In this April 4, 2010 file photo, a foreclosure sign sits atop a for sale sign in front of a single-family home tops the for sale sign in Denver on Sunday, April 4, 2010.
David Zalubowski, File / Associated Press

A little financial education can go a long way in helping people find a home or stay in the one they’ve got. 

That’s the idea behind $36 million in federal grants announced Tuesday. The money is earmarked for housing agencies across the nation, including Georgia.

Ten state agencies – mostly in Atlanta – will share in $1.8 million.

Martha Dalton / WABE

Fulton County Public Schools superintendent Robert Avossa is at the top of a short list to lead the Palm Beach County, Florida school district. 

More than 70 candidates applied, with Avossa ranking among the top three.  Thursday afternoon, he'll answer questions from the Palm Beach County School Board during a public meeting. 

Palm Beach County is the 11th largest school district in the U.S., and has about twice as many students as Fulton County.

season. Forecasters say the nation's dominate weather system will keep metro Atlanta wet for the next week or so.
Kay Gaensler / Kay Gaensler Photography - Creative Commons

Metro Atlanta has seen 5.26 inches of rainfall in the past 30 days. That's more than an inch above normal, according to the National Weather Service.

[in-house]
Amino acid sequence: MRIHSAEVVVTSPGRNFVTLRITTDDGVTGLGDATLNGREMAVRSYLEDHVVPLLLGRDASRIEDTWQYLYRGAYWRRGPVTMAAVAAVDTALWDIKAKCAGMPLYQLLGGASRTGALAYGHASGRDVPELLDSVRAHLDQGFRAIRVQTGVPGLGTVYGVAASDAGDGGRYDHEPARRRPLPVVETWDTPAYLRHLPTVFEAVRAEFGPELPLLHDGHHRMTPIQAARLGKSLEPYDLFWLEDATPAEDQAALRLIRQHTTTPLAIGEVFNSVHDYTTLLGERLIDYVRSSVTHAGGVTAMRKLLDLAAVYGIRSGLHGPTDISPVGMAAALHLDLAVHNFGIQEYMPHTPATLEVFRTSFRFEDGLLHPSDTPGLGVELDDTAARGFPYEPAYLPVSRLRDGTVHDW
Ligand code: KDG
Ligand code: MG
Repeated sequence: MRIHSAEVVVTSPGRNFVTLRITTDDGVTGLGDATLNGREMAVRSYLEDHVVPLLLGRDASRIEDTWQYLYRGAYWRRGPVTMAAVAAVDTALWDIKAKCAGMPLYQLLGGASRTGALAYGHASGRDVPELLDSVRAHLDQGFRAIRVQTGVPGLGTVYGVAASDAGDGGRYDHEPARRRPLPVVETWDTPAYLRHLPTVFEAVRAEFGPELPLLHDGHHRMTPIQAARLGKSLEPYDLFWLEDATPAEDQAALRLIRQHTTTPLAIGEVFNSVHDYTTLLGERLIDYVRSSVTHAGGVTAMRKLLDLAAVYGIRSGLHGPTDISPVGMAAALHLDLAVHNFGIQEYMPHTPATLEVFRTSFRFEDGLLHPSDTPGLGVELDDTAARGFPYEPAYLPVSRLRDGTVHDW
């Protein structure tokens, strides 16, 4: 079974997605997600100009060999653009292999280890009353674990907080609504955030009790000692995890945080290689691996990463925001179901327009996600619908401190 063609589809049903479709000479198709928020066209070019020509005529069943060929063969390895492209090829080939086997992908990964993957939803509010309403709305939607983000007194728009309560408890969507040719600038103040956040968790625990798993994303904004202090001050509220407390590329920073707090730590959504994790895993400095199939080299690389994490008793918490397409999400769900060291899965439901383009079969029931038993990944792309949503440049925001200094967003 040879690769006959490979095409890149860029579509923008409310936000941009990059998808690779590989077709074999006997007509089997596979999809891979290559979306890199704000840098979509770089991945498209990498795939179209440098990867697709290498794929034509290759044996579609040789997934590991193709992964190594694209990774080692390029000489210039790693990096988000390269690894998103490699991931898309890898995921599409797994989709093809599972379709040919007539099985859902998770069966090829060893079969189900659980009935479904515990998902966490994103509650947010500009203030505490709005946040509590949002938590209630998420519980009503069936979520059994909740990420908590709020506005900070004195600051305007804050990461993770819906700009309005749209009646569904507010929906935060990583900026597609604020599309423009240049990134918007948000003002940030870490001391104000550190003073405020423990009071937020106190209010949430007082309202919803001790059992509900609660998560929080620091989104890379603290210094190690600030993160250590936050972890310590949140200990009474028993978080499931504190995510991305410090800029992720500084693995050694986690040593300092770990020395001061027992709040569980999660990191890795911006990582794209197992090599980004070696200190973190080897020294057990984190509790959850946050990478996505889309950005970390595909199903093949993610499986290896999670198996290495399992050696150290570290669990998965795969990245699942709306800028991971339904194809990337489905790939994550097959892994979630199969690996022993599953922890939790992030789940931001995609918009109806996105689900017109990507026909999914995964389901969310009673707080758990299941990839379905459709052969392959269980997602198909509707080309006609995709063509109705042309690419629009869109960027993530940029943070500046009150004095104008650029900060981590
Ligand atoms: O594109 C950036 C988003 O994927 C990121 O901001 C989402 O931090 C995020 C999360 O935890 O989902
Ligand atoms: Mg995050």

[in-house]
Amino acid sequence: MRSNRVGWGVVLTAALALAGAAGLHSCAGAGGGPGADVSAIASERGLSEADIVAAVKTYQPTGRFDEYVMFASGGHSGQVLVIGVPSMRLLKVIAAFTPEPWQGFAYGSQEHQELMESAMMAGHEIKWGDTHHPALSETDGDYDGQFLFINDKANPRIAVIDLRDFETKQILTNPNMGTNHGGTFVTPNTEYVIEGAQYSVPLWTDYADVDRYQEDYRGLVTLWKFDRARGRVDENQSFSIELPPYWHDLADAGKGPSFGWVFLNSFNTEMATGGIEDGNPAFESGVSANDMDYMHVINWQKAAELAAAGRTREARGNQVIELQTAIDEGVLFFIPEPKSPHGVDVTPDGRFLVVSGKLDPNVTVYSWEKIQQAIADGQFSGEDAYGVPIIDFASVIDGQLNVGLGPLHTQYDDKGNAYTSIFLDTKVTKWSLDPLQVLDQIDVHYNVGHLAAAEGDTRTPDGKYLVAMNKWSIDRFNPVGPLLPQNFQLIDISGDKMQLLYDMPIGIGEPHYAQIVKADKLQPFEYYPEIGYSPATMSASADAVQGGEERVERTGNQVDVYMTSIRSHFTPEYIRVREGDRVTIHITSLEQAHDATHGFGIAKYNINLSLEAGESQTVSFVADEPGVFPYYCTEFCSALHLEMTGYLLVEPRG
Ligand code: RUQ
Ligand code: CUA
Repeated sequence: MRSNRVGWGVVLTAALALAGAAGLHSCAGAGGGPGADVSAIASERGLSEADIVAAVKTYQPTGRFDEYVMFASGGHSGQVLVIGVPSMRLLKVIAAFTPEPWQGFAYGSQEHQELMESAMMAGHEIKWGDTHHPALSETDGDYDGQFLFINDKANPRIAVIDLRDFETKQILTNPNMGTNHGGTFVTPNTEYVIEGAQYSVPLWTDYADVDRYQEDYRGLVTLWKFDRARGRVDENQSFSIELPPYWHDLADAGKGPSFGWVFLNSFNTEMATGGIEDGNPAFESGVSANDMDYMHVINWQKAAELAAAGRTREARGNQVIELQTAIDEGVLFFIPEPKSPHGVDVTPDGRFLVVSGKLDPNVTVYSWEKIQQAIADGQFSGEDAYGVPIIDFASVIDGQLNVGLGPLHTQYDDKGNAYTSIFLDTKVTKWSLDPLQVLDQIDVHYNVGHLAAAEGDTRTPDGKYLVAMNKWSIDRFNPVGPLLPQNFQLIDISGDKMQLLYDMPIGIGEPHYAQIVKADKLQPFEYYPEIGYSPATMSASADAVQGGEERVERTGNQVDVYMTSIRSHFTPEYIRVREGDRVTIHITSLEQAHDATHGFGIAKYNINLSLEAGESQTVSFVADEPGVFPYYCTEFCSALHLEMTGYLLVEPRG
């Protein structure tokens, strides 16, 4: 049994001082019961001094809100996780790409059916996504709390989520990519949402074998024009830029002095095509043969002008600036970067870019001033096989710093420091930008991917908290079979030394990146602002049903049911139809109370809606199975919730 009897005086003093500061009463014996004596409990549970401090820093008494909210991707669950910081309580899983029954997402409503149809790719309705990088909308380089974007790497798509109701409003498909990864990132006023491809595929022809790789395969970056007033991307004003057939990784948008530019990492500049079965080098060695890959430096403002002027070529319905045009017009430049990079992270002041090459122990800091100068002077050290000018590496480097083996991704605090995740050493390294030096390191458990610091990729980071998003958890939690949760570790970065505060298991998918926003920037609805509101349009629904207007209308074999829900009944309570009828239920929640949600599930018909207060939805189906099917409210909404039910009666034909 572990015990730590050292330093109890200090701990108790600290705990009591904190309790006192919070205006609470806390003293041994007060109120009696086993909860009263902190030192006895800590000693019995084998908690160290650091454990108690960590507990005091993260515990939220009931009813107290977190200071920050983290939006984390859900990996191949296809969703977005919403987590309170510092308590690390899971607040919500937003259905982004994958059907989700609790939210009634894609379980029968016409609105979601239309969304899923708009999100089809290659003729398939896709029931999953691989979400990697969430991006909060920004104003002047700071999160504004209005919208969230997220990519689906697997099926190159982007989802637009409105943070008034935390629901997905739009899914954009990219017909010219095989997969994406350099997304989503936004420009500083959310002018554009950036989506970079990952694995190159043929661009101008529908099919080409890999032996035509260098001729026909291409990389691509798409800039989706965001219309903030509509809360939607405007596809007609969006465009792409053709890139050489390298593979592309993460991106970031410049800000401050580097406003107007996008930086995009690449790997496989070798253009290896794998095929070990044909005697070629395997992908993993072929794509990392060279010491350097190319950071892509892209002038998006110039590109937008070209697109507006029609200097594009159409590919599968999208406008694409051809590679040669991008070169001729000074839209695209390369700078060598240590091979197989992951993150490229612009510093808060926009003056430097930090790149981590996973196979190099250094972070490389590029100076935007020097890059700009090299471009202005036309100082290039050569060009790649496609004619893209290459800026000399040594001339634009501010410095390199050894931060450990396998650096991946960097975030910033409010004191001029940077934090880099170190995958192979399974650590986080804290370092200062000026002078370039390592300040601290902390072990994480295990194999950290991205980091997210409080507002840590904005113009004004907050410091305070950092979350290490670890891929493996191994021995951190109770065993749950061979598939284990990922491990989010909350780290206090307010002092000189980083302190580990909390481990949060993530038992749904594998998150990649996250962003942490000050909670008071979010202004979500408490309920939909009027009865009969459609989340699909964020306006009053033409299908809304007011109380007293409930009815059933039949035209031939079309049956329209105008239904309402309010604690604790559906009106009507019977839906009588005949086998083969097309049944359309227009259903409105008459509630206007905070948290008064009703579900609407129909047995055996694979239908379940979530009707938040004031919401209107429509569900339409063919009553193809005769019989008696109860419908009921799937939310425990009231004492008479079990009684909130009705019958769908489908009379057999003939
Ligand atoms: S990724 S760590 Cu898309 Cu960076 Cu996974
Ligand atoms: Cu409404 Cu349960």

Forecasters say that total is likely to increase over the next several days. 

“Sunshine is going to be hard to come by at all this week," says Jason Deese, a meteorologist with the National Weather Service in Peachtree City, Georgia.

Deese says flooding is possible, but severe weather is unlikely.

David Goldman / Associated Press

Planning on getting a new apartment in 2015? You're definitely not alone.

Norcross-based RentPath operates websites Rent.com and ApartmentGuide.com. The company says it saw a record 3.1 million leads for apartments in March.  

Much of that traffic comes from millennials, RentPath CEO Charles Stubbs says.   

"A number of them are less interested in home ownership and want the flexibility and amenities of an apartment community," Stubbs says.

Brittian Pendergrast (left) and Nan Pendergrast (right) sit in their West Paces Ferry Road home. They've lived here for 60 years, and just celebrated their 75th anniversary.
Jim Burress / WABE

1939.